By Carolanne M. Chavanne, CFP
You may receive some estate planning advice that says, “write a will, get it notarized, etc.” You already knew how to do that. What you need is solid financial advice before you get into the mechanics of creating the binding document that will achieve your goals. You should discuss your circumstances with a financial advisor and attorney before putting anything on paper.
Go into the estate meeting with your advisor ready to talk about these items:
List your assets and liabilities
Get everything down on paper, including cars, homes, high value jewelry, stocks, retirement accounts -- anything you own that is worth a significant amount of money. Now, list your liabilities, debts, loans, mortgages, and business credit lines. You’ll also want to note insurance policies and other benefits.
List your goals for your estate plan
Think about how you want your assets distributed and to whom. Do you want to support your favorite charity in perpetuity? Do you want to help your grandkids through college? Do you want to consider including provisions regarding your care should you become incapacitated? Whatever your wishes, make sure you are very clear.
Consider your family structure
Do you have stepchildren and ex-spouses? Have you been caring for any foster children? Have you been caring for a grandchild, niece, or nephew? With the help of a financial planner and an attorney, you can structure a will or trust that accounts for everyone you wish to provide for. The more clear and specific you can be the better, as you will reduce the amount of confusion among your family. Otherwise everyone who thinks they deserve something from your estate may try to extract it in probate.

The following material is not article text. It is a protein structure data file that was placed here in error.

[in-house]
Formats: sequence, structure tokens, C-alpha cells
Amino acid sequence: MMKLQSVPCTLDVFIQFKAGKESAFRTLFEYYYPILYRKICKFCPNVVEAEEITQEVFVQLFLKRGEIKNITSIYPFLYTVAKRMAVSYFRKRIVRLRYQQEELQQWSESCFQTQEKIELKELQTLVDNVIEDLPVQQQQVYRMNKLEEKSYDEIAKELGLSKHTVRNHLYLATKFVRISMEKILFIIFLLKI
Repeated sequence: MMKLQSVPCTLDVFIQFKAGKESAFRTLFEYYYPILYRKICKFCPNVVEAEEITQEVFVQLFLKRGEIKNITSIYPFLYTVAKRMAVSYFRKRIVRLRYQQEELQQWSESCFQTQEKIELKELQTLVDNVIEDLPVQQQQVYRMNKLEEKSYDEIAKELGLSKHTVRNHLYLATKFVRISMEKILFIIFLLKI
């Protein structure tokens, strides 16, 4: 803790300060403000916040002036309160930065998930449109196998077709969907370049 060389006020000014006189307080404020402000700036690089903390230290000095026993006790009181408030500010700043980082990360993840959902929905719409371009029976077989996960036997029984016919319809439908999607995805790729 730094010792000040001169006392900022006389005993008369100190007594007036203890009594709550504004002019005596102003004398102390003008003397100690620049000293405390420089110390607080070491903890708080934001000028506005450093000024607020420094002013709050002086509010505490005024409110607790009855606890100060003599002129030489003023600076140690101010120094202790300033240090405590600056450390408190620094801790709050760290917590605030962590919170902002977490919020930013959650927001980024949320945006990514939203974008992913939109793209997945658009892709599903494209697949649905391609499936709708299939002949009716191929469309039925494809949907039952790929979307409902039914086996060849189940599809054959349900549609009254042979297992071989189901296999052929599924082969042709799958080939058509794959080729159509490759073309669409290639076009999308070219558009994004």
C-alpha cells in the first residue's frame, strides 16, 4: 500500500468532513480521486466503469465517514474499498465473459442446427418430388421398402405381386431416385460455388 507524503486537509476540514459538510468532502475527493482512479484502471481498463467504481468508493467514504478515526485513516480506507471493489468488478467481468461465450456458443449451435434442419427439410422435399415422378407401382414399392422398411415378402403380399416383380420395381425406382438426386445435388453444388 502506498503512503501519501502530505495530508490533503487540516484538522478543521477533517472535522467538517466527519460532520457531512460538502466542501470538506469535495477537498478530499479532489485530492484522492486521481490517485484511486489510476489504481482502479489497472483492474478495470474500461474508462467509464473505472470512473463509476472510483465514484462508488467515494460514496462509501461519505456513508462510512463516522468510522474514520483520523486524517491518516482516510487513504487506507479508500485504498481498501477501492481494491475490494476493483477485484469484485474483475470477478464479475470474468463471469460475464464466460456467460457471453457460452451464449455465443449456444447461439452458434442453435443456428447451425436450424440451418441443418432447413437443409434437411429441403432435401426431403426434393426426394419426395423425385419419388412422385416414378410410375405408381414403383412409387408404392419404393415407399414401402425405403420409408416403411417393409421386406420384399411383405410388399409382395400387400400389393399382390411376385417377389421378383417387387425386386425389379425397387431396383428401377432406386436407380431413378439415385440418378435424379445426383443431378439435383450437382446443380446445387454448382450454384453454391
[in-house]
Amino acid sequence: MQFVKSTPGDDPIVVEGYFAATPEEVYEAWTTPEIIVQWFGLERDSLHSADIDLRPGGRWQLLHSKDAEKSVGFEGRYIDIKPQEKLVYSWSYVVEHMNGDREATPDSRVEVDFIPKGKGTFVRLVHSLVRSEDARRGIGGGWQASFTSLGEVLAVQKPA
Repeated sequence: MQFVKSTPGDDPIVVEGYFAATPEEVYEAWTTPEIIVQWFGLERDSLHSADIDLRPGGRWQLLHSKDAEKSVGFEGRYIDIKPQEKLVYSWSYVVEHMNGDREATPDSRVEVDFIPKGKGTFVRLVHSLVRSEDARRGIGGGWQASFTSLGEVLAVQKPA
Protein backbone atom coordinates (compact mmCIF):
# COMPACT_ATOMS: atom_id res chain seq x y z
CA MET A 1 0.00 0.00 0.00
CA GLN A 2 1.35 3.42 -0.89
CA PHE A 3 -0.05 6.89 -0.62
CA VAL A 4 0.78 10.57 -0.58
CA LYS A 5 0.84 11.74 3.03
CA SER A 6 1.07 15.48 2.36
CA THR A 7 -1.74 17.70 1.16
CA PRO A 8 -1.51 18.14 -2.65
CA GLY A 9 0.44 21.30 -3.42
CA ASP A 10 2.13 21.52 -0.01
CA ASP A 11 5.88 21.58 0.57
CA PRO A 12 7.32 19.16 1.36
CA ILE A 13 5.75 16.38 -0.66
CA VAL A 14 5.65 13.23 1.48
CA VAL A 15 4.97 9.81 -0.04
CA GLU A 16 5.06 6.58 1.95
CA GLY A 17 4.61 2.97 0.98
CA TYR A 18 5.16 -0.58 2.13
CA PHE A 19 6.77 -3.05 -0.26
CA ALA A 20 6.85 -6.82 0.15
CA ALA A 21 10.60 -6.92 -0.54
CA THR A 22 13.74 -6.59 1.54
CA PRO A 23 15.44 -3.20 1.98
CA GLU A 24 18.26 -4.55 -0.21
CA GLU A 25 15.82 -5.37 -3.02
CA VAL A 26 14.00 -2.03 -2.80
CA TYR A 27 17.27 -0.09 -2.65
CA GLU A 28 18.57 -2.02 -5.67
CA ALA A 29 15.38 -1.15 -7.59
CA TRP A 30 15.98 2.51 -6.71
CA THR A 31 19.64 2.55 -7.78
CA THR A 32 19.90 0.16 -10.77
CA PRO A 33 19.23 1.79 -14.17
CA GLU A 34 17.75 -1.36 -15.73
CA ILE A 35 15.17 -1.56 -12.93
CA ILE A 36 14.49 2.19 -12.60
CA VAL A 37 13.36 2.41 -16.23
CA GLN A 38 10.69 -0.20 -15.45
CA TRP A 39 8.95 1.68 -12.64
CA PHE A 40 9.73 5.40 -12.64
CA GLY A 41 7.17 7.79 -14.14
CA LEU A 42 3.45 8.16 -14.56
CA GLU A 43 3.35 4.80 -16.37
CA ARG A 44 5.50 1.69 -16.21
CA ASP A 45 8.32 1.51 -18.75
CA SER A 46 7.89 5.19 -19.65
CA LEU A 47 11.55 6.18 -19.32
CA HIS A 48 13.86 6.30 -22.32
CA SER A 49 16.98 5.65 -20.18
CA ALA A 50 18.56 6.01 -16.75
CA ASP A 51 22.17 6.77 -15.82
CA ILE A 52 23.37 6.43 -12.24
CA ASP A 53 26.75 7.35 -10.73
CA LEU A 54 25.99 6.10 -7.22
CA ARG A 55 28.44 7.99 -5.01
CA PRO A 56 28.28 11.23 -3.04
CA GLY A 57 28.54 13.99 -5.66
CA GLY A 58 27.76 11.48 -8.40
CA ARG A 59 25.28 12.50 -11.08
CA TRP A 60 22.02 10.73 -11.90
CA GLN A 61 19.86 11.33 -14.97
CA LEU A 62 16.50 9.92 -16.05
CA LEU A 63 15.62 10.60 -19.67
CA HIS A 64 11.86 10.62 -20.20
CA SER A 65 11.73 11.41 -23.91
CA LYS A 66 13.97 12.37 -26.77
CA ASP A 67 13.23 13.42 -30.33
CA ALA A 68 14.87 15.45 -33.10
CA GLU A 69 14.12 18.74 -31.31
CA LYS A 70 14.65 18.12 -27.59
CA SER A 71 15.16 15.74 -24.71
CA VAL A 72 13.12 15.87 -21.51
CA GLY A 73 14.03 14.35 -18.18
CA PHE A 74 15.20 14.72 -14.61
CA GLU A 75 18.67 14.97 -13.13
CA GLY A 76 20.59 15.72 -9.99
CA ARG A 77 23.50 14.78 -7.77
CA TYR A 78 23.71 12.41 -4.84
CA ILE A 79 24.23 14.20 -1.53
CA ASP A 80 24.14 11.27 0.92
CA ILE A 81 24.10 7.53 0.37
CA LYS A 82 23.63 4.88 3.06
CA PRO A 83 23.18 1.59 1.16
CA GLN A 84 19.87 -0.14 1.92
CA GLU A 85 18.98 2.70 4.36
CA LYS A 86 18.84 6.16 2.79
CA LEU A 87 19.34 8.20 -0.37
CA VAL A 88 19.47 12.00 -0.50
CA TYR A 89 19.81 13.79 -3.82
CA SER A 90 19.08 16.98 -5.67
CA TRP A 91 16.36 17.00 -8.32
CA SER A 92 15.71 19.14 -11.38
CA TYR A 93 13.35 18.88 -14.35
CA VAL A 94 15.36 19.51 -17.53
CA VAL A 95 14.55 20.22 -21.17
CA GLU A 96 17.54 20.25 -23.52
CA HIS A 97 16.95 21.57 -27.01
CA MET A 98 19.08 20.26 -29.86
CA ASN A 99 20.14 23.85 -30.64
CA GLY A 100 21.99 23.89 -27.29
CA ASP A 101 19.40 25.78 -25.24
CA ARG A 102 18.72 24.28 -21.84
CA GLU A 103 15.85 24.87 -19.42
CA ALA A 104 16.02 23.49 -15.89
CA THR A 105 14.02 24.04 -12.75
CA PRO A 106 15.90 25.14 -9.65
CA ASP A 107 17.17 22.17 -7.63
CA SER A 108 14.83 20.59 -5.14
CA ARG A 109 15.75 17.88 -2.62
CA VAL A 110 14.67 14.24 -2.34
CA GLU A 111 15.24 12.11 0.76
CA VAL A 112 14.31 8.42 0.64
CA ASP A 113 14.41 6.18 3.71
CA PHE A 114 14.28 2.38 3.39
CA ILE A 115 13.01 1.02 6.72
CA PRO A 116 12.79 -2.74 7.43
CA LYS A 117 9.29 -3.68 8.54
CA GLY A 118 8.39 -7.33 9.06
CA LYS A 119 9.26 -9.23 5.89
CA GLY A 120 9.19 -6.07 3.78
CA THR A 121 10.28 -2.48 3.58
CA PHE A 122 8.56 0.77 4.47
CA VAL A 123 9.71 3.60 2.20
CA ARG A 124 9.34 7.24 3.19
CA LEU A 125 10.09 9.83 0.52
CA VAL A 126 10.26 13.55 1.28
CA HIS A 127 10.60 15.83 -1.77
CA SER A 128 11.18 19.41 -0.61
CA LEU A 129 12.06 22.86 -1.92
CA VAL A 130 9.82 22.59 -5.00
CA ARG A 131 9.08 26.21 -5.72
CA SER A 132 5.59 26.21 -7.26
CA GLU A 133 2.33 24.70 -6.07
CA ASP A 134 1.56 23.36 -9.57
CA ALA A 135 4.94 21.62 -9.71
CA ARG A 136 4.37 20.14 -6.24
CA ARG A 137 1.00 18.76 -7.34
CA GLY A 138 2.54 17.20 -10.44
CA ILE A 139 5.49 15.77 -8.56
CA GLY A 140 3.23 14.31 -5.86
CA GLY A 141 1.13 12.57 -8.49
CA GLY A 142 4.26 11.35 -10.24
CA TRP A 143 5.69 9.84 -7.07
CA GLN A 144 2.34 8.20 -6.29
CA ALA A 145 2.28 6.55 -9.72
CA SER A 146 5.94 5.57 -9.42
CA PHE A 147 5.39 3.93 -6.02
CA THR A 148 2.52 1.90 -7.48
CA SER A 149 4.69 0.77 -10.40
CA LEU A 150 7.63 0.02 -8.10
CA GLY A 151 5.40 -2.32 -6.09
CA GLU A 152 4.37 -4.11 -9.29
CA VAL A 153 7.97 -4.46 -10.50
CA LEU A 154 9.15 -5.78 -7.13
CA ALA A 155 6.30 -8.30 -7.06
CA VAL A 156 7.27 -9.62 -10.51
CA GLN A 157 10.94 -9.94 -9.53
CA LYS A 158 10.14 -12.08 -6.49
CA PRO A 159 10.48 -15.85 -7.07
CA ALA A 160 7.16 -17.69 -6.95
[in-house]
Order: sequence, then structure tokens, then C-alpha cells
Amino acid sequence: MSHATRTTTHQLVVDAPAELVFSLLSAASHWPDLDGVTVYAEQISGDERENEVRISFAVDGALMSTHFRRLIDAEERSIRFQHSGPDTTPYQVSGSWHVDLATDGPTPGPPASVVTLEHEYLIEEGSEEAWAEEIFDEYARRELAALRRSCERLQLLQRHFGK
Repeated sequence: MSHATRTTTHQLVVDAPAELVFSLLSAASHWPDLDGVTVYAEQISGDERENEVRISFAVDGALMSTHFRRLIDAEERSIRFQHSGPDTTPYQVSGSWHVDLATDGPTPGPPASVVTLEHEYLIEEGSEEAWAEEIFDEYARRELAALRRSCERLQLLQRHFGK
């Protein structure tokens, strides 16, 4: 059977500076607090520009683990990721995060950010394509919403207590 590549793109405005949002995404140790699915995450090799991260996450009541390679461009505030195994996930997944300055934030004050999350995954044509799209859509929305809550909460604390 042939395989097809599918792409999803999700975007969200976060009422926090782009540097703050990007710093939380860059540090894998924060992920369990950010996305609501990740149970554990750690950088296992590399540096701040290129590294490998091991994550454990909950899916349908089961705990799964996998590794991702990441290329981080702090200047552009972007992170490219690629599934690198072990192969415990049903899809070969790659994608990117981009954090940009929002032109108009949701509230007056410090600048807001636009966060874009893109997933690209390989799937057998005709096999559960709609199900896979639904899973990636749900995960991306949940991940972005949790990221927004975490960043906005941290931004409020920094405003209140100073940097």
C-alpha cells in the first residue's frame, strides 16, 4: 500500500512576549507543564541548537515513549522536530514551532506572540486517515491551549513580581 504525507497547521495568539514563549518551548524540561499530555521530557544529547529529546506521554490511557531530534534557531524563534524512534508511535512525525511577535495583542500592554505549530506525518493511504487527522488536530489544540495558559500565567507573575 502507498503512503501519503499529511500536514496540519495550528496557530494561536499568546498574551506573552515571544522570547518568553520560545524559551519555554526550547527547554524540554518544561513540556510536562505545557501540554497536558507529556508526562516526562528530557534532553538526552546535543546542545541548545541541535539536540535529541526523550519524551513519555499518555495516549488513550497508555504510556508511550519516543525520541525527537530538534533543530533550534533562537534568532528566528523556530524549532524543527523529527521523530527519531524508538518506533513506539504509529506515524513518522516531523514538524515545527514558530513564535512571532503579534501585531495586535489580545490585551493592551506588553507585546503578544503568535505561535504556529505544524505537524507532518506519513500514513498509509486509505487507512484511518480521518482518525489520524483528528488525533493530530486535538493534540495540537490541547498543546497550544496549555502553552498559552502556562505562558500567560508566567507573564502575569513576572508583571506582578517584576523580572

Revocable Trusts in Estate Planning
Not all the discussions have to involve the distribution of assets via a will after you are gone. You may also discuss setting up living wills and trusts. Your lawyer can create a document that will place your assets into a trust that you can control, or that you can turn over to someone else to control. While you are alive, you can change the terms of the trust.
You can specify in the trust what happens to your assets if you become incapacitated or you die. The trustee (the person to whom you ceded control of the trust) will make decisions on your behalf. Once you die, the trust becomes irrevocable. The trustee will distribute your assets and pay off any debt, much like a will.
There are many factors to consider when creating a will or trust. Before diving into the estate planning process, you should consult with a seasoned financial planner and estate planning lawyer. They will help you make sure you’ve covered all the bases and do much more than simply fill out paperwork.
This content is developed from sources believed to be providing accurate information, and provided by Twenty Over Ten. It may not be used for the purpose of avoiding any federal tax penalties. Please consult legal or tax professionals for specific information regarding your individual situation. The opinions expressed and material provided are for general information, and should not be considered a solicitation for the purchase or sale of any security.